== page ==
It was my first semester of seminary, and I found myself on a group tour of the small museum of archaeology on campus. I stood there amongst my peers holding a bowl that was 3,000 years old. This was a generous and trusting museum, allowing me to hold the bowl with my own hands. In that moment wasn't what I would call "a revelation" but certainly an "oh, so there were people there - actual people. They ate food out of this, and talked politics while they ate, and got annoyed when their kid was being picky." I was holding a bowl that had been discovered in a tell (which is a small parcel of land in which you are allowed to dig) owned by the seminary in modern-day Syria.
Archaeology fascinates me. We find ourselves connected to ancient worlds because they left their stuff around too. Archaeology is a field that grows because technology improves and methods for discovering artifacts have greatly improved. Finding one thing leads to another, and before you know it, a city is found - a city that lived in existence in an ancient time, and only in the present on paper. We should not be surprised when we pull stuff out of the ground that corroborates the biblical account of a place and what that place was like. If we believe in the reliability of the Scriptures, it is expected. We believe what God's Word tells us because it is God's Word - but it is not a witness to truth that retreats from historical inquiry - in fact, God's Word invites it.
Have you noticed how in the Bible at the beginning of a book of prophecy, or in the Gospels, references are made to who was in power at the time and what events run parallel to the time of authorship? Have you noticed how frequently genealogies are used, that give us both a historical and instructional account of how a person came to be? This use of historical figures in and outside of God's people is much like other books of history, that too, invited historical inquiry. The events of the Bible, whether it be a massive flood or the death of our Savior, were not just witnessed in a dream. They happened in front of real people in real places, and so we should expect a real agreement between Word and historical record. Notice that I am not claiming agreement between historical event and naturalistic explanation, because that is not what the Bible claims at all. The Bible and Christ-followers believe that God has intervened in the world, acted supernaturally in a historical time and place. The plagues of Egypt happened because God made them happen, and they happened in Egypt under the rule of an oppressive pharaoh who used the Hebrews as slave labor in that place.
Just last year the gate of the city of Gath was found, a gate that is referenced in 1 Samuel 21. It has been discovered over the years, (it's been a dig site since 1899) that Gath was perhaps the largest city of the Philistines. Archaeologists have found a Philistine temple, pottery, outdoor hearths for feasting, and a large iron developing area just behind the city gate. Gath is the home of Goliath, the great Philistine champion, who was killed by David. The story adds up, and not just because of artifacts, but because both the method of fighting one-on-one champion vs. champion was common in the ancient world, but so was the practice of stone-slinging as a method of war. God fought on David's behalf, and behalf of his people Israel, making the victory possible, but it isn't done outside of this world, but in a context that makes sense, making use of contemporary weapons of war and the special Spirit-backed equipping of individuals.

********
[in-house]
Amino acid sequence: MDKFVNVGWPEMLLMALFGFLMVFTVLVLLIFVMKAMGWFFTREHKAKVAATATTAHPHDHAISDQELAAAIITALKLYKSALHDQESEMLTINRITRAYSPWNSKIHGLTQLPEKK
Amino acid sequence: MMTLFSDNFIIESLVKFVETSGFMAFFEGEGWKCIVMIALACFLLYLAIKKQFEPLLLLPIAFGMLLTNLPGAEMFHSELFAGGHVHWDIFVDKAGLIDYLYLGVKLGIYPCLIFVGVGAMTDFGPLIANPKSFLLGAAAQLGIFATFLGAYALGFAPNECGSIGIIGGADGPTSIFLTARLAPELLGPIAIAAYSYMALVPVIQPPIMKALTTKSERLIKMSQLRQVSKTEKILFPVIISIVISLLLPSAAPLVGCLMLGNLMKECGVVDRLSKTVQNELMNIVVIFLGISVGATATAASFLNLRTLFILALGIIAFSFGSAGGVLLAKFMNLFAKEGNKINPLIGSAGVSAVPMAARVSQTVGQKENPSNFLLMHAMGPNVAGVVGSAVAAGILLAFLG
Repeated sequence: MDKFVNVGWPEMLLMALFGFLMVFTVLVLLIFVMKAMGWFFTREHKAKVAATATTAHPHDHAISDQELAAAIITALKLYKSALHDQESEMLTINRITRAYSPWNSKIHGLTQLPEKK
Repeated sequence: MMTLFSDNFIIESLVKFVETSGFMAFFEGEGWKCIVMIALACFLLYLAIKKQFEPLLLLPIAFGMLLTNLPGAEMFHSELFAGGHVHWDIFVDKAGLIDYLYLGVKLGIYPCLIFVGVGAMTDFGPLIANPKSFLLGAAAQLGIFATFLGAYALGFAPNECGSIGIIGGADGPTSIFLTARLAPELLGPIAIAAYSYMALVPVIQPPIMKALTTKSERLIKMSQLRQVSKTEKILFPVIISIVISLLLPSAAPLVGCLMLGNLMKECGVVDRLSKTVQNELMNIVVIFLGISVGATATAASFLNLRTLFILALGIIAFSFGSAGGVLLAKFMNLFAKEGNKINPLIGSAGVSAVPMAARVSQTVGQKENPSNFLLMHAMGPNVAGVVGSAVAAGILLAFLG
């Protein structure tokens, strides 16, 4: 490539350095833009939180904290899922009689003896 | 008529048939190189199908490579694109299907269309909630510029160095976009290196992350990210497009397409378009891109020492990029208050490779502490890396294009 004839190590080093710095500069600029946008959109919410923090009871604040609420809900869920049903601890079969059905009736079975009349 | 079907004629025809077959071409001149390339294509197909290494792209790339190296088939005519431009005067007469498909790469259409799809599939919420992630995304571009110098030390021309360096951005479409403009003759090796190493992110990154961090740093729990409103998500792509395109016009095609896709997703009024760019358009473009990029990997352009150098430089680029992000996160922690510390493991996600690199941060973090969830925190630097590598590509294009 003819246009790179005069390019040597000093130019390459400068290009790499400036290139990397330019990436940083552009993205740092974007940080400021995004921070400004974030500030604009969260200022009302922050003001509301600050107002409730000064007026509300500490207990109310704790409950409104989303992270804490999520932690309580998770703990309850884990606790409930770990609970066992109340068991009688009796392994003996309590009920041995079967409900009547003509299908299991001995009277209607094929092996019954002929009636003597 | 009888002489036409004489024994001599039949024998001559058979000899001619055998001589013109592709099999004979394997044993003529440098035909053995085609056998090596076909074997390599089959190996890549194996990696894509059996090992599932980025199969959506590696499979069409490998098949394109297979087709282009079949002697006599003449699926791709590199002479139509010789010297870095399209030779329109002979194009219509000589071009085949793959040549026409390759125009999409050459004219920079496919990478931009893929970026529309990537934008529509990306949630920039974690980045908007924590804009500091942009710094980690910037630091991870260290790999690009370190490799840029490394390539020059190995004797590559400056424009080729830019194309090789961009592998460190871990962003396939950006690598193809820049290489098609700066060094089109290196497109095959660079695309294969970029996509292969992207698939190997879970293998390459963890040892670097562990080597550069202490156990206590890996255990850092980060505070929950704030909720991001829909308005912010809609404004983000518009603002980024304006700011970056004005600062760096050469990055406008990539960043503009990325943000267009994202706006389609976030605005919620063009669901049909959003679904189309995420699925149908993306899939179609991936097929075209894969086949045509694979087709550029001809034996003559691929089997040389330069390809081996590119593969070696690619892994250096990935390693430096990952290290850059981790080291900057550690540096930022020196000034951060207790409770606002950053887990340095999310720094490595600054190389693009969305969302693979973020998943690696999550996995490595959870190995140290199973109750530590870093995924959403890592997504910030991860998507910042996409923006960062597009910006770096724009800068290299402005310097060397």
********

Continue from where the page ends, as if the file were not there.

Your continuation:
When the apostle Paul was questioned about the life and resurrection of Jesus before Festus and Agrippa in Acts 26, he declares famously, "That these things have not escaped your notice, because they did not happen in a corner." If you deny the historical account of Jesus in the Bible, you must come up with a historically defensible for the rise of the Christian church following Paul and the other apostles. The artifacts from the time of Christ and the time of David have footprints, and they walk us all the way to where we are, and that is a globe where followers of Jesus reside in every part of the world. And we did not end up that way speculatively or by believing in the independent, unverifiable revelations of another. We believe in it is true because the account of God's story from Adam to the return of Christ is a reliable story, given to us by the Holy Spirit in real places by real people who tell the tale of a God become man, a baby born in a real town - a real town called Bethlehem.